St. Augustine: The Place Where Hispanic Heritage in the U.S. Was Born

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St. Augustine, Fla. -- By the time the first English settlement in the new world was established at Jamestown, Va., St. Augustine had been a thriving coastal town for more than 40 years. Founded by Spanish explorer Pedro Menendez de Aviles in 1565, the influence of Spanish history in St. Augustine is still evident today, more than four centuries later.

In recent years, Florida’s Historic Coast has celebrated its Spanish heritage with new attractions, culturally influenced dining and entertainment and informative small group tours. Visitors can explore the heritage of the diverse people who built the city and called it home for centuries before it became a part of the United States at the following historic sites and attractions.

Colonial Quarter ( 29 St. George Street) This 2-acre living history museum recreates St. Augustine’s storied past: 16th Century Spanish - The First City; 17th Century - Spanish Fortified Town; 18th Century - Spanish Garrison Town; and 18th Century British - The 14th Colony. Visitors can explore the centuries and mingle with authentically costumed historic interpreters, participate in a musket drill, climb 35 feet to the top of a 17th century watchtower or sip on refreshments in the Taberna de Caballo, an intimate Spanish tavern, or at the British centric Bull & Crown Pub.

Castillo de San Marcos (1 S. Castillo Dr.) This massive fortress, which took more than 20 years to build (1672- 1695), helped protect Spain’s treasure fleets from the British and pirates. Designed by Ignacio Daza, a Spanish engineer living in Cuba, it is the oldest masonry fort in the United States and was designated as America’s first national monument.

Fountain of Youth Archaeological Park (11 Magnolia Ave) Commemorating the founding of La Florida by Spanish explorer Ponce de Leon and his legendary search for the Fountain of Youth, archeologists have discovered that the park is the actual site of the original Spanish settlement of St. Augustine of 1565. Spanish colonial military cannon firings, an authentic 16th century boat works, a recreated Seloy Indian Village and exhibits demonstrating how the Spanish explorers navigated the seas are part of this classic experience in St. Augustine.

Gonzalez-Alvarez House (14 St. Francis St.) “The Oldest House” was built in approximately 1702 and owned by a soldier named Tomas Gonzalez. In 1812, it was the home of St. Augustine Mayor Geronimo Alvarez. The home is a National Landmark and is owned by the St. Augustine Historical Society and open for public tours.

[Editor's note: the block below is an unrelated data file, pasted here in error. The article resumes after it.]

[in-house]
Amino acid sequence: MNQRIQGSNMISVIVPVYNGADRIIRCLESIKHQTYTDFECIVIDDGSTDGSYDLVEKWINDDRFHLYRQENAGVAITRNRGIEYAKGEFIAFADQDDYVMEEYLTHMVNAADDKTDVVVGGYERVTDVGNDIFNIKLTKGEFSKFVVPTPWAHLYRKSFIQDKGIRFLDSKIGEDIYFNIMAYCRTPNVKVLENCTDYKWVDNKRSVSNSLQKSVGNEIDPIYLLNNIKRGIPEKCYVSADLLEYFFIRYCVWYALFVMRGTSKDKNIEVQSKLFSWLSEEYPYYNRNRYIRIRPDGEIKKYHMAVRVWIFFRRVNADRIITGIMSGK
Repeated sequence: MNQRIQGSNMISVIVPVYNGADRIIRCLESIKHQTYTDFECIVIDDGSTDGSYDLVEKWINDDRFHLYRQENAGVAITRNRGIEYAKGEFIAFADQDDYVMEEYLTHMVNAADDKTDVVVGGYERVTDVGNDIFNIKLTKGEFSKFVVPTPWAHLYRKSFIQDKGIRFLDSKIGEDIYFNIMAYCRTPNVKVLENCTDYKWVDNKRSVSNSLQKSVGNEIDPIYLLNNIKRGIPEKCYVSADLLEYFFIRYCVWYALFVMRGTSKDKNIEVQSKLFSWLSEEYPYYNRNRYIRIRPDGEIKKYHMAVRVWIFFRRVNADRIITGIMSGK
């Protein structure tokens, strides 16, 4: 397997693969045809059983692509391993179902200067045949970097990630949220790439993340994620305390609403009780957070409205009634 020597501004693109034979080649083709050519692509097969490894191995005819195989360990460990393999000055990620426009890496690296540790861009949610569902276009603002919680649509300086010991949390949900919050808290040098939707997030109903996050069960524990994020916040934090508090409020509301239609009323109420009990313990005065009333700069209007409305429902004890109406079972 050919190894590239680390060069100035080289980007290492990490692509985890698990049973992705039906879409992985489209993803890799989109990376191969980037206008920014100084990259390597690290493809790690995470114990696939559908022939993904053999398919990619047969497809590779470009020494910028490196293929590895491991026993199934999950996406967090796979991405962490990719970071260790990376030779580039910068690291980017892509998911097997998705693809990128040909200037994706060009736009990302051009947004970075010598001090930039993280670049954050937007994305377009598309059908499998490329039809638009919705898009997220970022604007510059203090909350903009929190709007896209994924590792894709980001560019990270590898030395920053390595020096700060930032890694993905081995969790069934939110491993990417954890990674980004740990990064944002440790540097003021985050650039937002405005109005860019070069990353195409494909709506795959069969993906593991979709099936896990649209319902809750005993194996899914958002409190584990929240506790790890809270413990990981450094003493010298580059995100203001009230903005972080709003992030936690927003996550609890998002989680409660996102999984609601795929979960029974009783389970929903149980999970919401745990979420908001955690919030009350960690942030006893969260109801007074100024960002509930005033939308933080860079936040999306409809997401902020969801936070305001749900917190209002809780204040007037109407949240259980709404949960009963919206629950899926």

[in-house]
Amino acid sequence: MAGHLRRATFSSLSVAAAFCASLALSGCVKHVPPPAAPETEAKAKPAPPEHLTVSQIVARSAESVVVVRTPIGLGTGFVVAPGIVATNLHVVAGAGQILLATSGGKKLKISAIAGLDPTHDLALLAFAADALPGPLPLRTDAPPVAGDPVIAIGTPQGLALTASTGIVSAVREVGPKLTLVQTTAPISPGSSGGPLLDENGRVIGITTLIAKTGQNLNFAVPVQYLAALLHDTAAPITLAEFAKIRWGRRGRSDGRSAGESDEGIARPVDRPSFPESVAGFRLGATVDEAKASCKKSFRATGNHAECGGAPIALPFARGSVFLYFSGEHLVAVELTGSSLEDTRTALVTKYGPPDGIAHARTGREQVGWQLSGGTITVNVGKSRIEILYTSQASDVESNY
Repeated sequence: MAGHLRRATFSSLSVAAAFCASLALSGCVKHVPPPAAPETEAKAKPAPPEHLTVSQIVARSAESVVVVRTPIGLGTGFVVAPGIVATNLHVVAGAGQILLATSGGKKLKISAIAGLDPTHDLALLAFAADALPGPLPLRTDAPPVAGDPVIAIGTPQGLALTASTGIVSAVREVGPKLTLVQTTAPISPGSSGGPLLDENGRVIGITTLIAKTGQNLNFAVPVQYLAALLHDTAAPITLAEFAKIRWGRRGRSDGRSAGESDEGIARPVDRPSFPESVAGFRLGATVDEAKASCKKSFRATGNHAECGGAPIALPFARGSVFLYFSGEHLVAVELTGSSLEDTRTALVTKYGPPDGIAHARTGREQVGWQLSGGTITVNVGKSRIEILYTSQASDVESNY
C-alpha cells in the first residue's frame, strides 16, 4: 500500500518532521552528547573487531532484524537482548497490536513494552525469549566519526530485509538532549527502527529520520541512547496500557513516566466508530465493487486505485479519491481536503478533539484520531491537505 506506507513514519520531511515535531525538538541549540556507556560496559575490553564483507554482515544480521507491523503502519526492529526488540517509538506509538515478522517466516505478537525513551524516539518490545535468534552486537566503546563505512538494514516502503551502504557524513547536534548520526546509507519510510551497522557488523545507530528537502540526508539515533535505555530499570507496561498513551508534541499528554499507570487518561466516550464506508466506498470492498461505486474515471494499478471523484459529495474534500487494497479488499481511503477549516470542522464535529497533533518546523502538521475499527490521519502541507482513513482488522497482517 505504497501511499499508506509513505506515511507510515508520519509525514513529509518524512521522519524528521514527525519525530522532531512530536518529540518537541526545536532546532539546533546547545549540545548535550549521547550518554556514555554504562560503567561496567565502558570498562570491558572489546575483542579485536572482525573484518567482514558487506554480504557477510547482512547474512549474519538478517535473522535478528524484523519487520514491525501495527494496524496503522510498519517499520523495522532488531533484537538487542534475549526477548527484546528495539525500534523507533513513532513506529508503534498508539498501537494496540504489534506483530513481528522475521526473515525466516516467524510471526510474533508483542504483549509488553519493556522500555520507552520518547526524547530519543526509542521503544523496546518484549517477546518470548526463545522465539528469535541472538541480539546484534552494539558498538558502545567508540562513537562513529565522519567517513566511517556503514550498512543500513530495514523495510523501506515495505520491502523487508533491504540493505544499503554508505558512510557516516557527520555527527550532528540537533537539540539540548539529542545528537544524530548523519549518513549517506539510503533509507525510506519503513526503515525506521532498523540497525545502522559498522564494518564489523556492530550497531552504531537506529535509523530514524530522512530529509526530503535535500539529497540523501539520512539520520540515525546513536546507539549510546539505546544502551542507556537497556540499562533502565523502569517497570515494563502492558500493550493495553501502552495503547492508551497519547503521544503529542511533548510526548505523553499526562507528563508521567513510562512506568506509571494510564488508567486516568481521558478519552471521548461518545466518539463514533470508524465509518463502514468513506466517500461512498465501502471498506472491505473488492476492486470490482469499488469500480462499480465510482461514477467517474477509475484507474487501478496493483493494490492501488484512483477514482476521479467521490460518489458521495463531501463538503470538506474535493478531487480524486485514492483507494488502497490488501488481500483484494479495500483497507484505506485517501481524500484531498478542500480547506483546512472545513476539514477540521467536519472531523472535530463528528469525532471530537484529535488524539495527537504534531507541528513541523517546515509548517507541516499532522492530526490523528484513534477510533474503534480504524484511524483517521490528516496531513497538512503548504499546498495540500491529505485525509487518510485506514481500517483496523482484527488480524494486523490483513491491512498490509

Mission Nombre de Dios (27 Ocean Avenue) On Sept. 8, 1565, Don Pedro Menendez de Aviles came ashore and founded St. Augustine, the first permanent European settlement in what is now the United States. On that date, Father Francisco Lopez offered the first Holy Mass here—a site that became the home of the first Catholic parish in the nation. The museum on site tells the story of the mission and visitors can light a candle in the shrine of Our Lady of Le Leche.

Plaza de la Constitucion Established in 1573, the town square is named for its monument to the Spanish constitution of 1812. Soon after the monument was erected, when the monarchy was restored, all such monuments in Spanish territories were ordered to be destroyed. However, St. Augustine’s governor refused and the original monument that stands today is believed to be the only one remaining in the world.

Located midway between Daytona Beach and Jacksonville, Florida's Historic Coast includes historic St. Augustine, the outstanding golf and seaside elegance of Ponte Vedra and 42 miles of pristine Atlantic beaches. For more information on events, activities, holiday getaways, accommodations and to plan your vacation in St. Augustine, Ponte Vedra & The Beaches, go to the Visitors and Convention Bureau website at www.FloridasHistoricCoast.com, become a fan on Facebook or call 1.800.653.2489.

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